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Harper's Encyclopedia of United States History (ed. Benson Lossing) 225 39 Browse Search
Lucius R. Paige, History of Cambridge, Massachusetts, 1630-1877, with a genealogical register 58 20 Browse Search
George P. Rowell and Company's American Newspaper Directory, containing accurate lists of all the newspapers and periodicals published in the United States and territories, and the dominion of Canada, and British Colonies of North America., together with a description of the towns and cities in which they are published. (ed. George P. Rowell and company) 20 0 Browse Search
George Ticknor, Life, letters and journals of George Ticknor (ed. George Hillard) 17 5 Browse Search
George Bancroft, History of the Colonization of the United States, Vol. 1, 17th edition. 16 0 Browse Search
Knight's Mechanical Encyclopedia (ed. Knight) 7 1 Browse Search
James Russell Soley, Professor U. S. Navy, Confederate Military History, a library of Confederate States Military History: Volume 7.1, The blockade and the cruisers (ed. Clement Anselm Evans) 6 2 Browse Search
The writings of John Greenleaf Whittier, Volume 1. (ed. John Greenleaf Whittier) 6 0 Browse Search
Medford Historical Society Papers, Volume 16. 6 2 Browse Search
Thomas Wentworth Higginson, Massachusetts in the Army and Navy during the war of 1861-1865, vol. 2 5 5 Browse Search
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Browsing named entities in George Ticknor, Life, letters and journals of George Ticknor (ed. George Hillard). You can also browse the collection for Portsmouth (New Hampshire, United States) or search for Portsmouth (New Hampshire, United States) in all documents.

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George Ticknor, Life, letters and journals of George Ticknor (ed. George Hillard), Life of George Ticknor. (search)
tters, and became a professor, as I did, in Harvard College. Mr. Buckminster, whose acquaintance I had made at Dr. Gardiner's, I met also at the houses of other friends. I often went to hear him preach, and, a little later (1810), began to visit him on Sunday evenings, when he liked to receive a few friends in his library, and to continue brilliant conversation, over a simple supper below stairs, at nine o'clock, with his sisters, if they were staying with him. Their home was in Portsmouth, N. H. There I found, generally, Mr. Samuel Dexter, the eminent lawyer, and Chief Justice Parker, both of them Mr. Buckminster's parishioners. The conversation was mostly theological and political. Mr. Buckminster was very brilliant and charming, but sometimes uncertain and abrupt. He was very fond of music, and played on a small organ which stood in his study. I grew gradually more familiar with him, and during the last year of his life was with him frequently. I was then a member of th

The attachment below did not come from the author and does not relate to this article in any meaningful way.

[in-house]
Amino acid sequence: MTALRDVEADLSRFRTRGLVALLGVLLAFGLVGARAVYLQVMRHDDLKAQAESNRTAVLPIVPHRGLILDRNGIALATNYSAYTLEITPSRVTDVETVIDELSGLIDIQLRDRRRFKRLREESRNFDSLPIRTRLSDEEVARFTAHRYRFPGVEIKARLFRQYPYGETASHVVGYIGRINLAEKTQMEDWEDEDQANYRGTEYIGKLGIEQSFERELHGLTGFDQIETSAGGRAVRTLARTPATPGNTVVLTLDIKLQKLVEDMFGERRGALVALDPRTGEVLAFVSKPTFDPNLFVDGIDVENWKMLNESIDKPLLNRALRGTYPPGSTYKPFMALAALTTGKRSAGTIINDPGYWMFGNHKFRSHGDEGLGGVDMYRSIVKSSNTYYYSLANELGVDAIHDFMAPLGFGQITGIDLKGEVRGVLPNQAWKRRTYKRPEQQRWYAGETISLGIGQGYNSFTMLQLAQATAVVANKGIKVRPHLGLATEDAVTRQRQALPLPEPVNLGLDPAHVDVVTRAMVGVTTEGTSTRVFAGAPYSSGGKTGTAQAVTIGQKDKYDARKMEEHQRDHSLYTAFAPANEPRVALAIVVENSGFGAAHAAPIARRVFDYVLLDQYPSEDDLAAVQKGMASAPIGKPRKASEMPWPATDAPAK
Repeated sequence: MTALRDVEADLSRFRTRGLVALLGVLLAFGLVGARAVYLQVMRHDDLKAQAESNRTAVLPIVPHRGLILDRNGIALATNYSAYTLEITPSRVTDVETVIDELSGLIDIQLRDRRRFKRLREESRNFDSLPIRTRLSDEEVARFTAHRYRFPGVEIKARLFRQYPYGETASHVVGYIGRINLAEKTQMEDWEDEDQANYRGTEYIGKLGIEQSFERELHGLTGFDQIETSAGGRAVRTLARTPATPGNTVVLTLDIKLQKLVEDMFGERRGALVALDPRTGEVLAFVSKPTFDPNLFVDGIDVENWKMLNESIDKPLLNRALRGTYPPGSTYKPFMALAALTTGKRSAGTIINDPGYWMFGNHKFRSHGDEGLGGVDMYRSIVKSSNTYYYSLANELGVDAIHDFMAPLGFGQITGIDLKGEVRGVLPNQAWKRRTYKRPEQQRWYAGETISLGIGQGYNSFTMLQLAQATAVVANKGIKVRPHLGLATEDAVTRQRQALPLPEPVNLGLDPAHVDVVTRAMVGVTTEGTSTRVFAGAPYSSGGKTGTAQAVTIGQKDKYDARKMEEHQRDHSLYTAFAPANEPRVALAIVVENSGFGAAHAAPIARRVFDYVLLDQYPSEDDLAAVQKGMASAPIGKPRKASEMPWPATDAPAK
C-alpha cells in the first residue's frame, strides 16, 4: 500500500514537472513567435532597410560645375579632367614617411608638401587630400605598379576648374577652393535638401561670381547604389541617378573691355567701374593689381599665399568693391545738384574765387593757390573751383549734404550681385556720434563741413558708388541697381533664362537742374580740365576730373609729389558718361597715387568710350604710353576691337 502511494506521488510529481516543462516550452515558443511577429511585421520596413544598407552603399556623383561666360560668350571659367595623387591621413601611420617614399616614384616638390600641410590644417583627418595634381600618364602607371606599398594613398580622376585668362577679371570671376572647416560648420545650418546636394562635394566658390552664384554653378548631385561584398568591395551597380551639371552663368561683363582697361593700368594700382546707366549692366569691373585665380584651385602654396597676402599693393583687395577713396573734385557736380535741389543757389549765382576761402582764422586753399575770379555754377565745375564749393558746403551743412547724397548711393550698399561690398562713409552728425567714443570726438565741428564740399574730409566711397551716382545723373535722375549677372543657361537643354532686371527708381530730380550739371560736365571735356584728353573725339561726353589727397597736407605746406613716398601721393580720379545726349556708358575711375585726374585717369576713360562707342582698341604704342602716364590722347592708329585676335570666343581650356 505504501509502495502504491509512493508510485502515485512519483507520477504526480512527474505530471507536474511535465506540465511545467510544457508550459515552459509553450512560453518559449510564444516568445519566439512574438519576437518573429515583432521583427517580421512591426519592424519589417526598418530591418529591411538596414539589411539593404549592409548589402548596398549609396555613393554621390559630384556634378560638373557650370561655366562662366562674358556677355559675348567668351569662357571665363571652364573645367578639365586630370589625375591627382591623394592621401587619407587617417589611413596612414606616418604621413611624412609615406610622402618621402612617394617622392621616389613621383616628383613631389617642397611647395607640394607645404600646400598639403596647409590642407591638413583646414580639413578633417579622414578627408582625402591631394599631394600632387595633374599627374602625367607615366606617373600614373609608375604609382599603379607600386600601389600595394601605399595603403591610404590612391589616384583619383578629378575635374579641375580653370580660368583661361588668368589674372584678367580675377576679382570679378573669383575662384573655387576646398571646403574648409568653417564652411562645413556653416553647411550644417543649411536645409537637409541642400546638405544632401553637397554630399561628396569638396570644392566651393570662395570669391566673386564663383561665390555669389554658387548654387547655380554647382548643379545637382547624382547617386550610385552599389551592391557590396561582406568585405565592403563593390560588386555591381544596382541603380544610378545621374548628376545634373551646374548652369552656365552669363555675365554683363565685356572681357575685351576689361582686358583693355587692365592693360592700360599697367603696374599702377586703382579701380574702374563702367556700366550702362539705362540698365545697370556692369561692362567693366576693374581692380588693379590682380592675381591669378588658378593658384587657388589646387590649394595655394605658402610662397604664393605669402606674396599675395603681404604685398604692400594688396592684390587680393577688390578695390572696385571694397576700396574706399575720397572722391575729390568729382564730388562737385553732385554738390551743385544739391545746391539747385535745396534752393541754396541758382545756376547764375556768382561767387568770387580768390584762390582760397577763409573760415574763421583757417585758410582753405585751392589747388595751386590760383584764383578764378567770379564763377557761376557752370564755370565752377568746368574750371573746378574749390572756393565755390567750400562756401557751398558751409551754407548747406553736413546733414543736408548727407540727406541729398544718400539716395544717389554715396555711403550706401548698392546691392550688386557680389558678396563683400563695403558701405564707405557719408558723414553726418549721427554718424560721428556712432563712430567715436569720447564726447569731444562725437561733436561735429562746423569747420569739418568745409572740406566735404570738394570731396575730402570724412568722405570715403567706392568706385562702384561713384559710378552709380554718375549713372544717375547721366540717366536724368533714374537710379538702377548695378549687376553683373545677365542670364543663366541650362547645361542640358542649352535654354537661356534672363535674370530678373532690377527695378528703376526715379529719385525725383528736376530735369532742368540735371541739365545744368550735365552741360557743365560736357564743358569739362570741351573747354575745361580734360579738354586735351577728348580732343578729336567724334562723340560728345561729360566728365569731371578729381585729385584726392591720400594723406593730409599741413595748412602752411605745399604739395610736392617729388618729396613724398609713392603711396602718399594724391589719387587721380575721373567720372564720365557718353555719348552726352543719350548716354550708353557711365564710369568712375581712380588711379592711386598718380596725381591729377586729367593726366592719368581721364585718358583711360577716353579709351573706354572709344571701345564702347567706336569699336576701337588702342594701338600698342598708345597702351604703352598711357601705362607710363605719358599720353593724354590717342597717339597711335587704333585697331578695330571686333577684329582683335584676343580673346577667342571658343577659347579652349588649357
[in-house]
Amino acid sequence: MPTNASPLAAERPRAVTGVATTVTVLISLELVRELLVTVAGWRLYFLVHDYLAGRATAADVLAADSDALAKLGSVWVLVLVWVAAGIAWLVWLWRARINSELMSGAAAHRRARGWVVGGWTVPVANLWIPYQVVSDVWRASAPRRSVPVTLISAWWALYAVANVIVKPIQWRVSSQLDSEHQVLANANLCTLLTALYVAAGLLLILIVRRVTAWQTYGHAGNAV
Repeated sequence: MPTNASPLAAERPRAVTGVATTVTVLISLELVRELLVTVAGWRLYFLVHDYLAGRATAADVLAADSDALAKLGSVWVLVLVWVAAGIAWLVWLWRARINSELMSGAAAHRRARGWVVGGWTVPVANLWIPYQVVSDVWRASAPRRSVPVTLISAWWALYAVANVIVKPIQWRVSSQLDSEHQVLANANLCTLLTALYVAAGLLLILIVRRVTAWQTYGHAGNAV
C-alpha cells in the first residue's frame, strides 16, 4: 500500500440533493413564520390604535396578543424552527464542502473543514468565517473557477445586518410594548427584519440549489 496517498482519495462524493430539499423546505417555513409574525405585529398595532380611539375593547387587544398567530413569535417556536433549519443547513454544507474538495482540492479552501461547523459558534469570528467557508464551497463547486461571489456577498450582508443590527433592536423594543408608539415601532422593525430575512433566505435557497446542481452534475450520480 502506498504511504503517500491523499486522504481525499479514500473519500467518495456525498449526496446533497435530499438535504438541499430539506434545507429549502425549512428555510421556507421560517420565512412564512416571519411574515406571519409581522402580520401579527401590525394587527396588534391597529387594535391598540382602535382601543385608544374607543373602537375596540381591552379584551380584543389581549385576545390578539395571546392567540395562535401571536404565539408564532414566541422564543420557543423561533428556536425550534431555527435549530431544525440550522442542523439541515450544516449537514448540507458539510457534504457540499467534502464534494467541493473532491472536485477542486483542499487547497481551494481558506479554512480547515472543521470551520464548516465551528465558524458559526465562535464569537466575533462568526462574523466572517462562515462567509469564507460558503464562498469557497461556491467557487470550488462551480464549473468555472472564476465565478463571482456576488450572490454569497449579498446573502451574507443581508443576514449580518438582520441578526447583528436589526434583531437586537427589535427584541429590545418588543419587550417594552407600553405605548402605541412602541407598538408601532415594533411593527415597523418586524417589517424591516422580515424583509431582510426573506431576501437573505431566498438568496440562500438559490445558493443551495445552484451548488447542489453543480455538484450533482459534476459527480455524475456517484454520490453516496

George Ticknor, Life, letters and journals of George Ticknor (ed. George Hillard), Chapter 2: (search)
d turned his thoughts to plans of study and travel which should prepare him for the greater advantages of Europe. This was a conclusion not suddenly or unadvisedly formed, nor without the approval of his father, upon due consideration of the reasons which influenced his son in thus changing his course of life. His motives for the step he took, and his hopes and views as to the future, may be learned from the following extract from a letter to his friend Mr. Haven, a young lawyer of Portsmouth, N. H., written in July, 1814:— My plan, so far as I have one, is to employ the next nine months in visiting the different parts of this country, and in reading those books and conversing with those persons, from whom I can learn in what particular parts of the countries I mean to visit I can most easily compass my objects. The whole tour in Europe I consider a sacrifice of enjoyment to improvement. I value it only in proportion to the great means and inducements it will afford me to st
George Ticknor, Life, letters and journals of George Ticknor (ed. George Hillard), Chapter 3: (search)
e in the same vessel. The separation from home cost him a severe struggle, and nothing could have enabled him to keep his resolution but the clear perception that it was the only means by which he could fit himself for future usefulness in the path he had chosen. He sailed in the Liverpool packet, on the 16th of April, 1815. He had the happiness of the companionship of four of his most valued and intimate friends,—Mr. and Mrs. Samuel G. Perkins, Mr. Edward Everett, and Mr. Haven, of Portsmouth, N. H. Among other passengers were two young sons of Mr. John Quincy Adams, on their way to join their father, then United States Minister at St. Petersburg. Mr. Ticknor wrote many pages during his voyage to his father and mother, full of affection and cheering thoughts, and giving incidents and details, to amuse their solitary hours. The last page gives his first natural feeling at the startling news that met the passengers as they entered the Mersey. May 11, 1815, evening. The
George Ticknor, Life, letters and journals of George Ticknor (ed. George Hillard), Chapter 6: (search)